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Maritime Transportation

The Great Lakes Transportation Corridor, often referred to as the Great Lakes/St. Lawrence Seaway, is an important transportation system of lakes, locks, canals and rivers connecting the center of North America manufacturing to the global marketplace.

Efficient transportation systems keep the U.S. competitive in global trade. Our basic labor and manufacturing costs are generally higher than our competitors, but our logistical skills and highly advanced transportation networks reduce overall costs to such an extent that it allows us to compete.

The environmental, economic, and social impacts of waterborne commerce in the Great Lakes compare advantageously to other forms of transporting cargo. However, the underutilized Great Lakes Transportation Corridor is constrained by uneven tariffs and taxes, undersized infrastructure, the threat of biological pollution, and a general lack of both national and international awareness of opportunities.

Entrance and exit to the Great Lakes Transportation Corridor is limited by the size of the locks at the Welland Canal, which only allows ships up to 225.5 m (740 ft.) with 8.08 m (26.5 ft.) drafts to carry cargo the 3,700 kilometers (2,342 statute miles) from the Atlantic Ocean as far as the Port of Duluth-Superior, a trip that takes approximately 8.5 sailing days. Larger, bulk carriers, sometimes exceeding 1,000 feet (305-meters), trade exclusively within the Great Lakes dwarfing salties (smaller ships that can exit the Seaway), tugs, barges, ferries, and recreational watercraft. The ten-month navigation season is ice-dependant, typically beginning in late March and ending in late December.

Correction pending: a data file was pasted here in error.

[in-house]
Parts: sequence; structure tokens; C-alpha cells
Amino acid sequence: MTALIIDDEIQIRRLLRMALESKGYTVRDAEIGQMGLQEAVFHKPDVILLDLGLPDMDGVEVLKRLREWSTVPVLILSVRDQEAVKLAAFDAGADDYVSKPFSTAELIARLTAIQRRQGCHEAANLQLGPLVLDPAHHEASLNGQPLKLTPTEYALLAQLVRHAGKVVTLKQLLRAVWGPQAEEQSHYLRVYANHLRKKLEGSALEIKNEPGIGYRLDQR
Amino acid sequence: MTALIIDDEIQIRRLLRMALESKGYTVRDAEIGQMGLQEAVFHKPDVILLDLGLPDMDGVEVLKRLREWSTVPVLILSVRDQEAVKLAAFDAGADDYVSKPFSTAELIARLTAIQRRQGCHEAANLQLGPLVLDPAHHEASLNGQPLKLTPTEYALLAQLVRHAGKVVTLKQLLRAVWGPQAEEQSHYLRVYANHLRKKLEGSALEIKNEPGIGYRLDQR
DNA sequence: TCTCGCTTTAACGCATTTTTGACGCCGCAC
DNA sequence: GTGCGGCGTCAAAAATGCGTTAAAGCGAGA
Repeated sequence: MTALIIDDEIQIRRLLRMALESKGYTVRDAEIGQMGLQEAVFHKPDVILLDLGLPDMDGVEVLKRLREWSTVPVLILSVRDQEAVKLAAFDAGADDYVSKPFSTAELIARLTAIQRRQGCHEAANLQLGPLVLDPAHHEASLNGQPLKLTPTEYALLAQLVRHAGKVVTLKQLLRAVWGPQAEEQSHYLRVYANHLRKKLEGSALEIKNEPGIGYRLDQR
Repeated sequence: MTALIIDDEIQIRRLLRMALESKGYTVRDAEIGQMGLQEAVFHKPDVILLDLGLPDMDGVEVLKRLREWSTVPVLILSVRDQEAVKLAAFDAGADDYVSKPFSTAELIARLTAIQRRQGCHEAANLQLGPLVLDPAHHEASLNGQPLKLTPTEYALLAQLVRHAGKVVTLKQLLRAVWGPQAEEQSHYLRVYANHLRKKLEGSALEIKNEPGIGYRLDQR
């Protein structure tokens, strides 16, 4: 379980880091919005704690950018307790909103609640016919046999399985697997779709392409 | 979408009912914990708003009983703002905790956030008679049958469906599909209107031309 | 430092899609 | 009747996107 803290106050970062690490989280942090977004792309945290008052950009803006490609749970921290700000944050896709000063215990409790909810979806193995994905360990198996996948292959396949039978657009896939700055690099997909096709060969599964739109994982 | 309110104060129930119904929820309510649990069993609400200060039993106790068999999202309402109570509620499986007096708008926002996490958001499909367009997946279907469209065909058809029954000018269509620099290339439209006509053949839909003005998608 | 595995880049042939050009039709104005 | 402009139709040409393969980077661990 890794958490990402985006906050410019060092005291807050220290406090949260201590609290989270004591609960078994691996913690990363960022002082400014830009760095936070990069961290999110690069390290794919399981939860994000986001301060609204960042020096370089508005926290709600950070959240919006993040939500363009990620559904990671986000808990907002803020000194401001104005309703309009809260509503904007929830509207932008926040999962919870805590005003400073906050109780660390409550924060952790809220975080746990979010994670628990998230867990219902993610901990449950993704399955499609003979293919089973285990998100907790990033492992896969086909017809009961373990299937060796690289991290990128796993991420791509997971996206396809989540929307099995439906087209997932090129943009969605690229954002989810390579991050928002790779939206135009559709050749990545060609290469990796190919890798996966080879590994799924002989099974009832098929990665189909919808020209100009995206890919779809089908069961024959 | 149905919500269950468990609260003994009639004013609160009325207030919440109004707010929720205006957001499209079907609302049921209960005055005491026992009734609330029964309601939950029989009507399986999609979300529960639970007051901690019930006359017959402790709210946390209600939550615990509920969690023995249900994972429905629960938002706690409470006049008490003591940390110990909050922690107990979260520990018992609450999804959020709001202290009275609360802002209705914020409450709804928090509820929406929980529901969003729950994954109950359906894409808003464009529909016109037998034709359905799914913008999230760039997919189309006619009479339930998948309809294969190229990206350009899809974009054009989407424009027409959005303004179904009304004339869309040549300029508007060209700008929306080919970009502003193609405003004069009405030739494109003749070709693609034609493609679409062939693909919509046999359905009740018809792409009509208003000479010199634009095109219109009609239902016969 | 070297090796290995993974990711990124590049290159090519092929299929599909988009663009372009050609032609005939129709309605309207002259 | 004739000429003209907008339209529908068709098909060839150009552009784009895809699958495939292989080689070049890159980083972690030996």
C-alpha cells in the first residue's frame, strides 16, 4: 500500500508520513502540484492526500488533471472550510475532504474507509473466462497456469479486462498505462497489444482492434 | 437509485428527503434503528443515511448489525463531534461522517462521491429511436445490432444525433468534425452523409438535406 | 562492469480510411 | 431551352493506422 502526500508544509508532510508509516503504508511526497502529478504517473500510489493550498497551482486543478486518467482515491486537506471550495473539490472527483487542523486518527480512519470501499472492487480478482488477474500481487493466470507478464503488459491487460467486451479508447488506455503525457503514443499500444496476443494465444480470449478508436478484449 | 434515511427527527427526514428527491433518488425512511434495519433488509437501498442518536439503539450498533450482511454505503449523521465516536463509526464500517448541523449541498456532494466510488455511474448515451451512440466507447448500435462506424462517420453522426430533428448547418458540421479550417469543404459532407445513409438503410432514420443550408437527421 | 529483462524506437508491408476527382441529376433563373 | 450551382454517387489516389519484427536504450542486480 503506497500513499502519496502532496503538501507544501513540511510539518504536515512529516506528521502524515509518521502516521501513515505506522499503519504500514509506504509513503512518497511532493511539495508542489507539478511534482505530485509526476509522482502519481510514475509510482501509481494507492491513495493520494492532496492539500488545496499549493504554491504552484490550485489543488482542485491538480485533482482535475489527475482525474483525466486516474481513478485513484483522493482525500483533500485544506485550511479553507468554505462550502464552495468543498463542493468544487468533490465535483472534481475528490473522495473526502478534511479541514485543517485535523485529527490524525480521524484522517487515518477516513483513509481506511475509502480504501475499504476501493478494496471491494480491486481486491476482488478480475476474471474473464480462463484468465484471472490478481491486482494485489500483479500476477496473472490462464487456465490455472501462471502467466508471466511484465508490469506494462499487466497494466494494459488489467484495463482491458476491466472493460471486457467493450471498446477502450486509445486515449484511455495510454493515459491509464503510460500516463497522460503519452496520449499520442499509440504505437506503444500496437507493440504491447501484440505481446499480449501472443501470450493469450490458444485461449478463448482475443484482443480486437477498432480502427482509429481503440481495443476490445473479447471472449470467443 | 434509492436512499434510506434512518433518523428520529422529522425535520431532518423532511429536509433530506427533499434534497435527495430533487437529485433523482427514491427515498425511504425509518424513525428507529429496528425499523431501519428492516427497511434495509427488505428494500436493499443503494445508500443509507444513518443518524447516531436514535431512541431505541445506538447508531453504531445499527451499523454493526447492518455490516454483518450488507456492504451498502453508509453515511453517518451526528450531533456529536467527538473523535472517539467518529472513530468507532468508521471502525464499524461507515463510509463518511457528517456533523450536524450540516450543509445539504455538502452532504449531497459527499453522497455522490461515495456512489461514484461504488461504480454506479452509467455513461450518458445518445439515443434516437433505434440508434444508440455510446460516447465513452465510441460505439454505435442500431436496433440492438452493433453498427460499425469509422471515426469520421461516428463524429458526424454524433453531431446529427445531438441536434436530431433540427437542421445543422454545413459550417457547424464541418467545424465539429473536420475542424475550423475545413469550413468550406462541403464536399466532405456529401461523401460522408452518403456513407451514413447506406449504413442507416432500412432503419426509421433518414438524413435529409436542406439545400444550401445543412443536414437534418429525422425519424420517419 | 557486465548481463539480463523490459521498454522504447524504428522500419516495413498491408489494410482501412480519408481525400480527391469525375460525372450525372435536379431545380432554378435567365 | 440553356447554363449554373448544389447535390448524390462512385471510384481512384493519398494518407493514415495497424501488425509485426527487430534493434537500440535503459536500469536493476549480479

The major cargos currently exchanged through waterborne commerce on the Great Lakes are:

  • iron ore
  • coal
  • limestone and gypsum
  • grain
  • steel
  • and special heavy-lift cargo

Currently there is no containerized cargo trade on the Great Lakes.

About 50% of Seaway traffic is ocean-going, primarily serving ports in Europe, the Middle East and Africa. The multi-billion-dollar commerce occurring along the Great Lakes Transportation Corridor continues to support the economic, environmental, and social wellbeing of both the U.S. and Canada.

Maritime Transportation:

Topic Highlights:

Contact:

Dale Bergeron
Maritime Extension Educator

This page last modified on December 04, 2008     © 1996 – 2017 Regents of the University of Minnesota     The University of Minnesota is an equal opportunity educator and employer.
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